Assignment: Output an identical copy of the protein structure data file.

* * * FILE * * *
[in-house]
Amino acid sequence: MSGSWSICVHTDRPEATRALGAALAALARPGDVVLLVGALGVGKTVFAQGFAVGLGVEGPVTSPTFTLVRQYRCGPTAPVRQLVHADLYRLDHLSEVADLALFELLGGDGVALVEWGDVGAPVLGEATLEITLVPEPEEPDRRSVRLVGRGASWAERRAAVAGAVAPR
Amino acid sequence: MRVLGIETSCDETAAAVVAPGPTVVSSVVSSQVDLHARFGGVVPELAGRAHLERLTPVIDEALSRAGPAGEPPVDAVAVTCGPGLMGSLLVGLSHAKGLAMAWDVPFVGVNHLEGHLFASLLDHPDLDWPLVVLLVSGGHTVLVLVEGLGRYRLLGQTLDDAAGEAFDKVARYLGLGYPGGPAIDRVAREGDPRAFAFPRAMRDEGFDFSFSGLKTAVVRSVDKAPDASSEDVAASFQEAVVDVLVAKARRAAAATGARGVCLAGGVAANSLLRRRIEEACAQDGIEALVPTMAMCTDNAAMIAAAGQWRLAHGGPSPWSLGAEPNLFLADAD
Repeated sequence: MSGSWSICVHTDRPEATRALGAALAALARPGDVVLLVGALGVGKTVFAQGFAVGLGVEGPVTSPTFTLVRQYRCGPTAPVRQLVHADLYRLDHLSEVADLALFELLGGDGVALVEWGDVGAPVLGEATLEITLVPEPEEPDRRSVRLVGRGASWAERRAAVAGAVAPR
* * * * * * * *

[in-house]
Amino acid sequence: MSGSWSICVHTDRPEATRALGAALAALARPGDVVLLVGALGVGKTVFAQGFAVGLGVEGPVTSPTFTLVRQYRCGPTAPVRQLVHADLYRLDHLSEVADLALFELLGGDGVALVEWGDVGAPVLGEATLEITLVPEPEEPDRRSVRLVGRGASWAERRAAVAGAVAPR
Amino acid sequence: MRVLGIETSCDETAAAVVAPGPTVVSSVVSSQVDLHARFGGVVPELAGRAHLERLTPVIDEALSRAGPAGEPPVDAVAVTCGPGLMGSLLVGLSHAKGLAMAWDVPFVGVNHLEGHLFASLLDHPDLDWPLVVLLVSGGHTVLVLVEGLGRYRLLGQTLDDAAGEAFDKVARYLGLGYPGGPAIDRVAREGDPRAFAFPRAMRDEGFDFSFSGLKTAVVRSVDKAPDASSEDVAASFQEAVVDVLVAKARRAAAATGARGVCLAGGVAANSLLRRRIEEACAQDGIEALVPTMAMCTDNAAMIAAAGQWRLAHGGPSPWSLGAEPNLFLADAD
Repeated sequence: MSGSWSICVHTDRPEATRALGAALAALARPGDVVLLVGALGVGKTVFAQGFAVGLGVEGPVTSPTFTLVRQYRCGPTAPVRQLVHADLYRLDHLSEVADLALFELLGGDGVALVEWGDVGAPVLGEATLEITLVPEPEEPDRRSVRLVGRGASWAERRAAVAGAVAPR